Be prepared for emergencies - Keep food safe and out of possible contaminated areas
- - Make sure you have an appliance thermometers in your refrigerator and freezer. Your freezer should be at or below 0 degrees Fahrenheit and your refrigerator should be at or below 40 degrees Fahrenheit. In case of a power outage, the thermometers will let you know if and when your food is safe to eat.
- - You can also freeze containers of water for ice to keep food cold in the freezer, refrigerator, or coolers in case the power goes out. You should also consider freezing refrigerated items, grouping food together in the freezer, having coolers on hand and freezing gel packs.
- Check out local sources to know where dry ice and block ice can be purchased, just in case.Store food on shelves that will be safely out of the way of contaminated water in case of flooding. Make sure to have a supply of bottled water stored where it will be as safe as possible from flooding.
Food safety during a power outage - Make sure everything is cooked thoroughly!
- If you plan to eat refrigerated or frozen meat, poultry, fish or eggs while it is still at safe temperatures, it's important that each item is thoroughly cooked to the proper temperature to assure that any foodborne bacteria that may be present is destroyed. However, if at any point the food was above 40 °F for 2 hours or more — discard it. Wash fruits and vegetables with water from a safe source before eating. For infants, try to use prepared, canned baby formula that requires no added water. When using concentrated or powdered formulas, prepare with bottled water if the local water source is potentially contaminated.
Once power is back up and running...
- Make sure you check your fridge thermometers to make sure everything is still cold, or at least good enough to consume. Refrigerated food should be safe as long as the power was out for no more than 4 hours and the refrigerator door was kept shut. Discard any perishable food (such as meat, poultry, fish, eggs or leftovers) that has been above 40°F for two hours or more.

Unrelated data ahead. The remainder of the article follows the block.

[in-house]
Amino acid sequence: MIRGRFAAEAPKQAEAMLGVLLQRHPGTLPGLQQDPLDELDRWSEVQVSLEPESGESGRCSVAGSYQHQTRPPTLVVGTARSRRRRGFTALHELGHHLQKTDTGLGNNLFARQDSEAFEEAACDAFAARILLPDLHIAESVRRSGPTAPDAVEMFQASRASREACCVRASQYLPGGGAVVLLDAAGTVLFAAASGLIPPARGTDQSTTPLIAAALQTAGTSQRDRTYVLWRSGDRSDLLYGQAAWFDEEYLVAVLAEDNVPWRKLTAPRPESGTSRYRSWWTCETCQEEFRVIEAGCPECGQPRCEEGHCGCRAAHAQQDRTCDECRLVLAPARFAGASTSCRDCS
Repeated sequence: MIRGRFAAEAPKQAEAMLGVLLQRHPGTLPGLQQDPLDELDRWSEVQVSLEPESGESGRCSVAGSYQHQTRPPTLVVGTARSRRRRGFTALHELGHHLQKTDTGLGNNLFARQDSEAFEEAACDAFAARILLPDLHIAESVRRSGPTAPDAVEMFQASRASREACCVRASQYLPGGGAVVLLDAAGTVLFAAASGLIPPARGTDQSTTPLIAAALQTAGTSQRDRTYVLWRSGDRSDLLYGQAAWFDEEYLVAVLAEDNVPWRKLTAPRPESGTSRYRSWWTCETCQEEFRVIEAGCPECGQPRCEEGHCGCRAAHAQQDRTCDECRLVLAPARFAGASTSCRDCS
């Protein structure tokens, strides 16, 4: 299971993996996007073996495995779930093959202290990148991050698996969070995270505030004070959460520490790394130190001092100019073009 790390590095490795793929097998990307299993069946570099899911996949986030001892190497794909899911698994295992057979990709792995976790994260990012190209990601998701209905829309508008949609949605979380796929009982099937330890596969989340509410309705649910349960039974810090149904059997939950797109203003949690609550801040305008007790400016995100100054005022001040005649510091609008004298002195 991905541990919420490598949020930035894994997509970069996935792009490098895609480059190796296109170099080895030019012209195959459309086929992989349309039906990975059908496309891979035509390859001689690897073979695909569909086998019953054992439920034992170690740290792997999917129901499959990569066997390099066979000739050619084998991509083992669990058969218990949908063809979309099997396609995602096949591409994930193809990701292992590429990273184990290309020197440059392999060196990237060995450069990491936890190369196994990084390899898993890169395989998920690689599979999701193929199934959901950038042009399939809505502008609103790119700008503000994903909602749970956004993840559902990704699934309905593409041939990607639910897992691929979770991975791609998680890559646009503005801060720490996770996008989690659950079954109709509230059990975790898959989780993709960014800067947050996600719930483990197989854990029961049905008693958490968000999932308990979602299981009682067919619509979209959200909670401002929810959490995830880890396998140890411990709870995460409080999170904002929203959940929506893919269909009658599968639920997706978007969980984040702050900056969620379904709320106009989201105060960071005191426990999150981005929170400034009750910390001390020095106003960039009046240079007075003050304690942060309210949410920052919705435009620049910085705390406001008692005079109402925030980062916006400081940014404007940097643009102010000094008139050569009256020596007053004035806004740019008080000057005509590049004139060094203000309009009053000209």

Keep in mind that perishable food such as meat, poultry, seafood, milk, and eggs that are not kept adequately refrigerated or frozen may cause illness if consumed, even when they are thoroughly cooked.
Now, what about if the house is flooded? How can you keep your water and food safe?
- Use bottled water that has not been exposed to flood waters if it is available.If you don't have bottled water, you should boil water to make it safe. Boiling water will kill most types of disease-causing organisms that may be present.If the water is cloudy, filter it through clean cloths or allow it to settle, and draw off the clear water for boiling.Boil the water for one minute, let it cool, and store it in clean containers with covers.
- Do not eat any food that may have come into contact with flood water. Discard any food that is not in a waterproof container if there is any chance that it has come into contact with flood water.Food containers that are not waterproof include those with screw-caps, snap lids, pull tops, and crimped caps.
Also, discard cardboard juice/milk/baby formula boxes and home canned foods if they have come in contact with flood water, because they cannot be effectively cleaned and sanitized.Inspect canned foods and discard any food in damaged cans. Can damage is shown by swelling, leakage, punctures, holes, fractures, extensive deep rusting, or crushing/denting severe enough to prevent normal stacking or opening with a manual, wheel-type can opener.